Also, it is preferable that the ink guide 22 in this embodiment be arranged so that the shoulder portions 42 b of the tip end portion 42 protrude from the surface of the ejection port 24 (surface 26 a of the guard electrode 26). With this construction, the effect that the position of the meniscus is raised by the end portion 44 (step) of the ink guide 22 is easily developed, which makes it possible to maintain the position of the meniscus M at a higher position.

Also, it is preferable that the edge portion 44 b of the end portion 44 protrude in the upward direction with respect to the shoulder portions 42 c. With this construction, it becomes possible to set the postion of the meniscus M at a higher position. However, even when the edge portion 44 b of the end portion 44 exists lower than the shoulder portions 42 c, it is possible to provide the effect that the position of the meniscus M is set at a high position.

It should be noted that it is possible to form the ink guide 22 using, for instance, an organic resin, glass, silicon, or ceramics. Also, a metal may be evaporated onto the tip end portion 42 of the ink guide 22. By forming a metal evaporated film on the tip end portion 42 of the ink guide 22 in this manner, the dielectric constant of the tip end portion 42 of the ink guide 22 is substantially increased. As a result, it becomes easier to generate a strong electric field and improve the ink ejection property.

Also, it is possible to produce the ink guide 22 using various manufacturing methods used in a semiconductor manufacturing process, such as a photolithography method, or a laser processing method.

Also, the ink guide 22 in this embodiment has such a construction that the tip end portion 42 is provided to extend from the support portion 40 while sharing the back surface 22 a of the ink guide 22 with the support portion 40, and a step is formed only for a surface on a front surface 42 c side of the tip end portion 42. However, the present invention is not limited to this and it is sufficient that the tip end portion 42 extends from the support portion 40 to form a step. When consideration is given to the symmetric property of the meniscus, a construction is more preferable in which a step is formed for each of the front surface and the back surface of the tip end portion 42. In this case, however, the size of the meniscus formed at the tip end is increased and it is required to reduce the thickness of the tip end portion in order to reduce the size of the meniscus. Therefore, from the viewpoint of workability, a structure is more preferable in which a step is formed only for one surface of the tip end portion 42.

Also, the overall height of the ink guide 22 in this embodiment is 580 μm, the overall width W of the ink guide 22 (width of the support portion 40) is 210 μm, and the tip end angle of the tip end portion 42 formed by a pair of inclined surfaces 46 is 90°, for instance. Further, the thickness t1 of the support portion 40 is 50 μm and the thickness t2 of the tip end portion 42 is 13 μm. Still further, a tip end portion length L that is a distance between the edge portion 44 b of the end portion 44 and the tip end 46 a of the tip end portion 42 is 100 μm.

Still further, in this embodiment, it is preferable that a difference (step) between the thickness t1 of the support portion 40 of the ink guide 22 and the thickness t2 of the tip end portion 42 of the ink guide 22 is 20 μm or more. When the ink guide 22 in this embodiment does not have the difference (step) of 20 μm or more, the meniscus pinning effect is reduced.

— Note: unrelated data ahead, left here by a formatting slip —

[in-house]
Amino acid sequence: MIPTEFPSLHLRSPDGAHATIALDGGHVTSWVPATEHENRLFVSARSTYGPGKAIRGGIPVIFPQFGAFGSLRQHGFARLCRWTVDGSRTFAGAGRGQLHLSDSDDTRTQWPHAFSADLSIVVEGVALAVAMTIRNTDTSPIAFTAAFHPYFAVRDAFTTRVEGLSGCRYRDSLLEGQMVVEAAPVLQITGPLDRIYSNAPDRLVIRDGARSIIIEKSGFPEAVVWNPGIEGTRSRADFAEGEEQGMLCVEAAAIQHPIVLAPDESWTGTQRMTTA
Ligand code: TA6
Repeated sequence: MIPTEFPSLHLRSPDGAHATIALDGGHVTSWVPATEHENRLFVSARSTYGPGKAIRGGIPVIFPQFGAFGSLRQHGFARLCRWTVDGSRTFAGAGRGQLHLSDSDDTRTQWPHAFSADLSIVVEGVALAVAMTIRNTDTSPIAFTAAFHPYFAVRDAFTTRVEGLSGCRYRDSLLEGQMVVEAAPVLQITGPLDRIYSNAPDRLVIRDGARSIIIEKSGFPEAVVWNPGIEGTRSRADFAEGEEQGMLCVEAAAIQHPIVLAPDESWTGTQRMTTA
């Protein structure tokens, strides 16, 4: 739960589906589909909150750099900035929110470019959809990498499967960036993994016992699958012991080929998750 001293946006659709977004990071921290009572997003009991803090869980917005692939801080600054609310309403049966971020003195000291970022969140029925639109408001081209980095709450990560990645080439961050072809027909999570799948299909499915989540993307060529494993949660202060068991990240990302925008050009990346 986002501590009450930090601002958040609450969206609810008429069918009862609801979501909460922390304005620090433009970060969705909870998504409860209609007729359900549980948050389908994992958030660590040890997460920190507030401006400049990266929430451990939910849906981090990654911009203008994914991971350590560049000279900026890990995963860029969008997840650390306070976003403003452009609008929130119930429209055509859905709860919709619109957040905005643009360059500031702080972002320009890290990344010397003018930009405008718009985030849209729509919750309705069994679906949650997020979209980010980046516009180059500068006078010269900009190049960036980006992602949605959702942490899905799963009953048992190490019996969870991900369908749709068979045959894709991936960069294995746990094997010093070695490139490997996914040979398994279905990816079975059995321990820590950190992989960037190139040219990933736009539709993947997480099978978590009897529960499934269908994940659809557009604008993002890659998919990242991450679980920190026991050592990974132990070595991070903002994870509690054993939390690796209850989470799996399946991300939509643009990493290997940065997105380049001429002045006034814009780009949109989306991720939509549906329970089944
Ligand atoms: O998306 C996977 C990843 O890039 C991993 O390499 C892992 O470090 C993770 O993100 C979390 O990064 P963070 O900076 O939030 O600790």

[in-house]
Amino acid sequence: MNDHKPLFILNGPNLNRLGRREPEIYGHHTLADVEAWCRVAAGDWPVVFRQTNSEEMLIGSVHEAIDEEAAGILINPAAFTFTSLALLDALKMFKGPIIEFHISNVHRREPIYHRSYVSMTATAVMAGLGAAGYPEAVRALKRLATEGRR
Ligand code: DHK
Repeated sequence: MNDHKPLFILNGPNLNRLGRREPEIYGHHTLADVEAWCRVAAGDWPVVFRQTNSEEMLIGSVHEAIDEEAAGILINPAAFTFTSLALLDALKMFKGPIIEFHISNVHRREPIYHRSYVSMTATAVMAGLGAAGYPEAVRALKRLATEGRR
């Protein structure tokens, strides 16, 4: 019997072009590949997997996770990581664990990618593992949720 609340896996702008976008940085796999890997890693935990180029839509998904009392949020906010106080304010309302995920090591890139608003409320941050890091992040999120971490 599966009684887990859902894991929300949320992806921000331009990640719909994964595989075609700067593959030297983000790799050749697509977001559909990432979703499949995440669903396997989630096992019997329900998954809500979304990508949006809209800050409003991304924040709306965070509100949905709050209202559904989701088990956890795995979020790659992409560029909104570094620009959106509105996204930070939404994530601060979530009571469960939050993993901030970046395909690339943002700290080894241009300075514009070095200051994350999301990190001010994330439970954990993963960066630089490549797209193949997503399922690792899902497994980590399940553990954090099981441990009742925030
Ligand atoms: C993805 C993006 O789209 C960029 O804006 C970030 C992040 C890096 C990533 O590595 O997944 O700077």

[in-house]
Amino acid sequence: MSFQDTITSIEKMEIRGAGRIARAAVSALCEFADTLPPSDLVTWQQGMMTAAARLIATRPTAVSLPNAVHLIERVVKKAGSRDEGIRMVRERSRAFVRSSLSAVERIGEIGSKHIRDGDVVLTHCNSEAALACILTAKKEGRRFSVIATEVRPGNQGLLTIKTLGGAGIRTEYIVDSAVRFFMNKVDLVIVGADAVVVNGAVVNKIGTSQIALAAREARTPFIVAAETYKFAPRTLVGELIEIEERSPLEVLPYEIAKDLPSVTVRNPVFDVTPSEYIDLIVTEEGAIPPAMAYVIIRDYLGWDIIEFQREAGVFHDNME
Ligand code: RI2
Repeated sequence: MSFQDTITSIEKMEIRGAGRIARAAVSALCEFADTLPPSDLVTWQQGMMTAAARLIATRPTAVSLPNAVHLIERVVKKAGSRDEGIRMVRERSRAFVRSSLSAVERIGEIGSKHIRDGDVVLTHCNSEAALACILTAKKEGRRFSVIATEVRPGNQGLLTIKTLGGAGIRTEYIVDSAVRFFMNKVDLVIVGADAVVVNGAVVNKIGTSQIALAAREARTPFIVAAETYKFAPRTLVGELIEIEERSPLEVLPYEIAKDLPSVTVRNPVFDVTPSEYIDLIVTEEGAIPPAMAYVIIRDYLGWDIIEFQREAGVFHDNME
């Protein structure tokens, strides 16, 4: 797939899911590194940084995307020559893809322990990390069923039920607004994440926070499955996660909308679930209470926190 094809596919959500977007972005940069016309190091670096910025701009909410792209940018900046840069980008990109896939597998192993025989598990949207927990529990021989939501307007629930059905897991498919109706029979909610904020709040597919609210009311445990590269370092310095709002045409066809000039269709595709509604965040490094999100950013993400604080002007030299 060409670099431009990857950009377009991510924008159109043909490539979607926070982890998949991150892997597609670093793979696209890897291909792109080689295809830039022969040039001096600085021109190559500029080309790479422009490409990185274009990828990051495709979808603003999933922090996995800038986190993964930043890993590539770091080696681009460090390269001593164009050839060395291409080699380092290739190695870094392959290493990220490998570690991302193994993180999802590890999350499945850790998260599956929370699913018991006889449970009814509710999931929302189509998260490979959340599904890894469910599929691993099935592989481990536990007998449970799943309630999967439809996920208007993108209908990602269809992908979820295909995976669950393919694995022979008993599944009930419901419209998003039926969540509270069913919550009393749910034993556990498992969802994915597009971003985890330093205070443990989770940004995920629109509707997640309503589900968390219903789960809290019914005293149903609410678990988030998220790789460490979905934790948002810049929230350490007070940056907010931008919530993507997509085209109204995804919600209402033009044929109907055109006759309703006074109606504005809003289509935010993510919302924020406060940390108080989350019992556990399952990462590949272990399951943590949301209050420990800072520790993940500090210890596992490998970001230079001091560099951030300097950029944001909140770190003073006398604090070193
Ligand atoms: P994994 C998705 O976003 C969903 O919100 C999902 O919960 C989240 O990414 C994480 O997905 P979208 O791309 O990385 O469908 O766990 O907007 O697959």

Also, when consideration is given to electric field concentration in the tip end portion of the ink guide, that is, the tip end portion of the meniscus, it is preferable that the ink guide 22 in this embodiment be formed so that at least its upper portion is gradually narrowed toward the tip end. By sharpening the tip end portion of the ink guide in this manner, the size of the meniscus is reduced, so it becomes possible to improve the ink droplet ejection property and reduce the size of the ink droplets R.

As shown in FIG. 2, each ejection port 24 has a cocoon shape that is elongated in the ink flow direction and is obtained by forming both short sides of a rectangle in a semicircle shape. The aspect ratio (m/n) between a length m in the ink flow direction D and a length n in a direction α orthogonal to the ink flow direction D of the ejection port 24 is 1 or more, for instance. Also, the ink guide 22 is arranged so that its widthwise direction coincides with the ink flow direction D of the ejection port 24.

In this embodiment, by setting the aspect ratio of the ejection port 24 at 1 or more, supply of the ink Q to the ejection port 24 is facilitated. That is, it becomes possible to enhance capability of supplying particles of the ink Q to the ejection port 24. As a result, the ink Q is supplied to the ejection port 24 sufficiently and smoothly, so ejection frequency responsivity of the ink droplets R is improved and occurrence of clogging of the ink Q is prevented.

In this embodiment, the ejection port 24 has an elongated cocoon shape but the present invention is not limited to this and it is sufficient that it is possible to eject the ink droplets R from the ejection port 24. Therefore, it is possible to form the ejection port 24 in another arbitrary shape such as an approximately circle shape, an oval shape, a rectangular shape, a rhomboid shape, or a parallelogram shape. Also, for instance, the ejection port 24 may be formed in a rectangular shape, whose long sides extends in the ink flow direction D, or an oval shape or a rhomboid shape whose major axis extends in the ink flow direction. Further, the ejection port 24 may be formed in a trapezoidal shape with its upper base being on the upstream side in the ink flow direction, its lower base being on the downstream side in the ink flow direction, and its height in the ink flow direction being set longer than the lower base. In this case, it does not matter which one of the side on the upstream side and the side on the downstream side is set long. Still further, the ejection port 24 may be formed in a shape in which to each short side of a rectangle whose long sides extend in the ink flow direction, a circle, whose diameter is longer than the short side of the rectangle, is connected. Also, it does not matter whether the ejection port 24 has a shape, whose upstream side and downstream side are symmetric about a center thereof, or a shape whose upstream side and downstream side are asymmetric about a center thereof. For instance, the ejection port may be formed by setting at least one of an upstream-side end portion and a downstream-side end portion of a rectangular ejection port in a semicircle shape.